Yesterday was the 64th anniversary of my father’s death. He died on April 21, 1956. Born in 1904, he would be 116 years old this year….”getting up there”.
I wonder if people will remember me in 2062, when I’m 116 years old ? Will they remember that poem I wrote in 2nd grade or the basketball shot I made in high school; will they remember my BLOG …… don’t hold your breath.
A couple of weeks ago, I received a random e-mail from a woman in southeast Missouri who remembered my dad, Dr. Touhill, taking care of them over 64 years ago. Over these many years there have been a number of people who have continued to speak highly of him… of his medical care and his kindness. After World War II, he left his practice in St. Louis, to take over the practice of a doctor in Dexter, Mo. who had just died. My dad practiced there for 10 years before dying of a massive heart attack at age 52.
He was quite accomplished. He went to St. Louis University for pre-med and medical school. He took post graduate work at Harvard University under the famous Dr. Paul David White who was the top cardiologist of the time and later became President Eisenhower’s doctor. He interned at St. John’s Hospital in St. Louis and was on the staff at St. Louis University. He took care of the priests and nuns in St. Louis. He took care the poor in rural Missouri. For all the training and development and honors, he practiced medicine for only about 20 years; he was married for only 21 years. He didn’t see his children grow into adulthood and left a widow to fare for herself for over 40 years. Last year I visited his grave sight in St. Louis for the first time since his death. I thought it would be a large monument with the statue of an angel or the Blessed Mother, but it was a simple rectangular slab.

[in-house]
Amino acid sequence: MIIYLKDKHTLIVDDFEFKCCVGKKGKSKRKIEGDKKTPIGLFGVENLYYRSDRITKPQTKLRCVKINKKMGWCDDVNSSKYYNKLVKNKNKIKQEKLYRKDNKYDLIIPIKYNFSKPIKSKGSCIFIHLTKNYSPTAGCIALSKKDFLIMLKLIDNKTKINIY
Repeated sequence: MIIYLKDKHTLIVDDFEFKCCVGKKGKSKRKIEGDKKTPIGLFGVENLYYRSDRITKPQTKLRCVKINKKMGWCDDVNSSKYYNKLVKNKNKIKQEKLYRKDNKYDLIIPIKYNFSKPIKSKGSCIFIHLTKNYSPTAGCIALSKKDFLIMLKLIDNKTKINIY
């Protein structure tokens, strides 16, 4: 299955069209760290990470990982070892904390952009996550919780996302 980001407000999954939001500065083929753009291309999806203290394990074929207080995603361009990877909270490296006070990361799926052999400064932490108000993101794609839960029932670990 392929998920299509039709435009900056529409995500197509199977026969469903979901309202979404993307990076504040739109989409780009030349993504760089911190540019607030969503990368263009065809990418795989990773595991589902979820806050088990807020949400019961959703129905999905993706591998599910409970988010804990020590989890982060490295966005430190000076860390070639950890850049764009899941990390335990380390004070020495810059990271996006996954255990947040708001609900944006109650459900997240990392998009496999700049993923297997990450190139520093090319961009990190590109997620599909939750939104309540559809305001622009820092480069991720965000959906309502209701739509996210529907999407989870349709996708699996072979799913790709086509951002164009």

Even though I was only 9 years old when he died, I remember him and am proud to be his son. While I’m proud of his accomplishments, I’m really happy to learn that he loved God, had a devotion to the Blessed Mother, took care of the poor and loved his family. I never had an adult conversation with him on this earth. I missed receiving his counsel and encouragement and love. I missed talking about the Cardinals while drinking a Budweiser. I look forward to meeting him again one day in heaven.
For most of us our worldly accomplishments and bank account will be forgotten pretty soon after we die, but what was done for Christ will live on thru eternity. The Lord has a great memory for all of our virtuous acts and thankfully a lousy memory for the sins we have taken to him for mercy and forgiveness. If I could redo my dad’s monument it would simply say,
Dr. Neal Joseph Touhill, M.D.
“Servant of the Lord”